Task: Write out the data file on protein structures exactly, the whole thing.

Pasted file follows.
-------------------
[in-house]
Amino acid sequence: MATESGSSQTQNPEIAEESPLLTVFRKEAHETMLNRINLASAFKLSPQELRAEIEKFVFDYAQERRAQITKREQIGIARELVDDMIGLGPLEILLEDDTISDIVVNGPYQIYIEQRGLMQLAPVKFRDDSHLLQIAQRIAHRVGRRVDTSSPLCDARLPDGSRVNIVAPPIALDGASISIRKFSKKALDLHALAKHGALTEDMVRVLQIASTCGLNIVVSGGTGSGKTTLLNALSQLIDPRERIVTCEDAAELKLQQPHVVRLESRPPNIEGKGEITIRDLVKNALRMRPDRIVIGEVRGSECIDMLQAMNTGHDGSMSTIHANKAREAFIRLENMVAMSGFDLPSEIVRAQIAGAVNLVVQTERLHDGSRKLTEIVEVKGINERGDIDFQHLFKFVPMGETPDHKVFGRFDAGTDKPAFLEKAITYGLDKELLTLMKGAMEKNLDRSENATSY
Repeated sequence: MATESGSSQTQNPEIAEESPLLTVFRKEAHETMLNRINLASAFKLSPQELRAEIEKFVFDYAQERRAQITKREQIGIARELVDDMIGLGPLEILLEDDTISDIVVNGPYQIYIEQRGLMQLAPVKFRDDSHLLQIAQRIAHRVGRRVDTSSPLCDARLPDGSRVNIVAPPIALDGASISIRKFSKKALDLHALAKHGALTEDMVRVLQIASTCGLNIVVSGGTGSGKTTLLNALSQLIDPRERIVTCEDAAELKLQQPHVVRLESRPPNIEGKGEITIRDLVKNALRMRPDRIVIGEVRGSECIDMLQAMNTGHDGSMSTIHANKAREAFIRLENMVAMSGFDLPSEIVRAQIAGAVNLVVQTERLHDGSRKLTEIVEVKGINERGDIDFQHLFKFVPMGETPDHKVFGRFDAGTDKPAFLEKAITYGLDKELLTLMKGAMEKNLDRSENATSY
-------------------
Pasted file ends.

[in-house]
Amino acid sequence: MATESGSSQTQNPEIAEESPLLTVFRKEAHETMLNRINLASAFKLSPQELRAEIEKFVFDYAQERRAQITKREQIGIARELVDDMIGLGPLEILLEDDTISDIVVNGPYQIYIEQRGLMQLAPVKFRDDSHLLQIAQRIAHRVGRRVDTSSPLCDARLPDGSRVNIVAPPIALDGASISIRKFSKKALDLHALAKHGALTEDMVRVLQIASTCGLNIVVSGGTGSGKTTLLNALSQLIDPRERIVTCEDAAELKLQQPHVVRLESRPPNIEGKGEITIRDLVKNALRMRPDRIVIGEVRGSECIDMLQAMNTGHDGSMSTIHANKAREAFIRLENMVAMSGFDLPSEIVRAQIAGAVNLVVQTERLHDGSRKLTEIVEVKGINERGDIDFQHLFKFVPMGETPDHKVFGRFDAGTDKPAFLEKAITYGLDKELLTLMKGAMEKNLDRSENATSY
Repeated sequence: MATESGSSQTQNPEIAEESPLLTVFRKEAHETMLNRINLASAFKLSPQELRAEIEKFVFDYAQERRAQITKREQIGIARELVDDMIGLGPLEILLEDDTISDIVVNGPYQIYIEQRGLMQLAPVKFRDDSHLLQIAQRIAHRVGRRVDTSSPLCDARLPDGSRVNIVAPPIALDGASISIRKFSKKALDLHALAKHGALTEDMVRVLQIASTCGLNIVVSGGTGSGKTTLLNALSQLIDPRERIVTCEDAAELKLQQPHVVRLESRPPNIEGKGEITIRDLVKNALRMRPDRIVIGEVRGSECIDMLQAMNTGHDGSMSTIHANKAREAFIRLENMVAMSGFDLPSEIVRAQIAGAVNLVVQTERLHDGSRKLTEIVEVKGINERGDIDFQHLFKFVPMGETPDHKVFGRFDAGTDKPAFLEKAITYGLDKELLTLMKGAMEKNLDRSENATSY